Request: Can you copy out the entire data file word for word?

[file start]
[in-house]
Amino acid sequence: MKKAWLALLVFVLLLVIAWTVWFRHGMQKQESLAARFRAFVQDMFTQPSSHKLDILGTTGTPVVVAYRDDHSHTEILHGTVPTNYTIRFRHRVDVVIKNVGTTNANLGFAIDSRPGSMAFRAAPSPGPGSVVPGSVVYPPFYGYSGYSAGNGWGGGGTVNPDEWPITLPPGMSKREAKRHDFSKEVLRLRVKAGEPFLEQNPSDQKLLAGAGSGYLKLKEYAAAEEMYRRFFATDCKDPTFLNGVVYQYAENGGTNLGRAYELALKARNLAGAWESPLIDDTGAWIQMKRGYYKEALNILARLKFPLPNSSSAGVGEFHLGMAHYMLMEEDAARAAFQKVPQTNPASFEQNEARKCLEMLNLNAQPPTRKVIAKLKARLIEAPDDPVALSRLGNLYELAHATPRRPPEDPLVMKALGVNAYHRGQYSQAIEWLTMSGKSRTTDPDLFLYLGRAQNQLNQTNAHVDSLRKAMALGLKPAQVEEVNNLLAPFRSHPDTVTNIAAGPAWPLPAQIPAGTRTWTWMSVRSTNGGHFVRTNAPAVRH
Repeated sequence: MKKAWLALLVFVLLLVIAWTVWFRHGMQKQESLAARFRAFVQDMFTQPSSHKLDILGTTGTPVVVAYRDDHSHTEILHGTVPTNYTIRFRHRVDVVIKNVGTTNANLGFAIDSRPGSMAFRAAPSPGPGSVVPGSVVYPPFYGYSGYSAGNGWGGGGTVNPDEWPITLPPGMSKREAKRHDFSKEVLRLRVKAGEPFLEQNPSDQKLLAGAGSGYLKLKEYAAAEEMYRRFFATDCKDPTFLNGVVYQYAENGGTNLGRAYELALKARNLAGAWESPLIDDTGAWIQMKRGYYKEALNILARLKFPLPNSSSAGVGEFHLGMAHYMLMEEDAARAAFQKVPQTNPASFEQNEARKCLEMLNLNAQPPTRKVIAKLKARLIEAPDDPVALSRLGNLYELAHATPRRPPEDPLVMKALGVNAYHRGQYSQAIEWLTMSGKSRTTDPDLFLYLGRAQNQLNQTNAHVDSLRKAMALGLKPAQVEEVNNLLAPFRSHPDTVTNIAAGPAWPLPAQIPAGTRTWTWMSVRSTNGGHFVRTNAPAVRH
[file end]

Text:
[in-house]
Amino acid sequence: MKKAWLALLVFVLLLVIAWTVWFRHGMQKQESLAARFRAFVQDMFTQPSSHKLDILGTTGTPVVVAYRDDHSHTEILHGTVPTNYTIRFRHRVDVVIKNVGTTNANLGFAIDSRPGSMAFRAAPSPGPGSVVPGSVVYPPFYGYSGYSAGNGWGGGGTVNPDEWPITLPPGMSKREAKRHDFSKEVLRLRVKAGEPFLEQNPSDQKLLAGAGSGYLKLKEYAAAEEMYRRFFATDCKDPTFLNGVVYQYAENGGTNLGRAYELALKARNLAGAWESPLIDDTGAWIQMKRGYYKEALNILARLKFPLPNSSSAGVGEFHLGMAHYMLMEEDAARAAFQKVPQTNPASFEQNEARKCLEMLNLNAQPPTRKVIAKLKARLIEAPDDPVALSRLGNLYELAHATPRRPPEDPLVMKALGVNAYHRGQYSQAIEWLTMSGKSRTTDPDLFLYLGRAQNQLNQTNAHVDSLRKAMALGLKPAQVEEVNNLLAPFRSHPDTVTNIAAGPAWPLPAQIPAGTRTWTWMSVRSTNGGHFVRTNAPAVRH
Repeated sequence: MKKAWLALLVFVLLLVIAWTVWFRHGMQKQESLAARFRAFVQDMFTQPSSHKLDILGTTGTPVVVAYRDDHSHTEILHGTVPTNYTIRFRHRVDVVIKNVGTTNANLGFAIDSRPGSMAFRAAPSPGPGSVVPGSVVYPPFYGYSGYSAGNGWGGGGTVNPDEWPITLPPGMSKREAKRHDFSKEVLRLRVKAGEPFLEQNPSDQKLLAGAGSGYLKLKEYAAAEEMYRRFFATDCKDPTFLNGVVYQYAENGGTNLGRAYELALKARNLAGAWESPLIDDTGAWIQMKRGYYKEALNILARLKFPLPNSSSAGVGEFHLGMAHYMLMEEDAARAAFQKVPQTNPASFEQNEARKCLEMLNLNAQPPTRKVIAKLKARLIEAPDDPVALSRLGNLYELAHATPRRPPEDPLVMKALGVNAYHRGQYSQAIEWLTMSGKSRTTDPDLFLYLGRAQNQLNQTNAHVDSLRKAMALGLKPAQVEEVNNLLAPFRSHPDTVTNIAAGPAWPLPAQIPAGTRTWTWMSVRSTNGGHFVRTNAPAVRH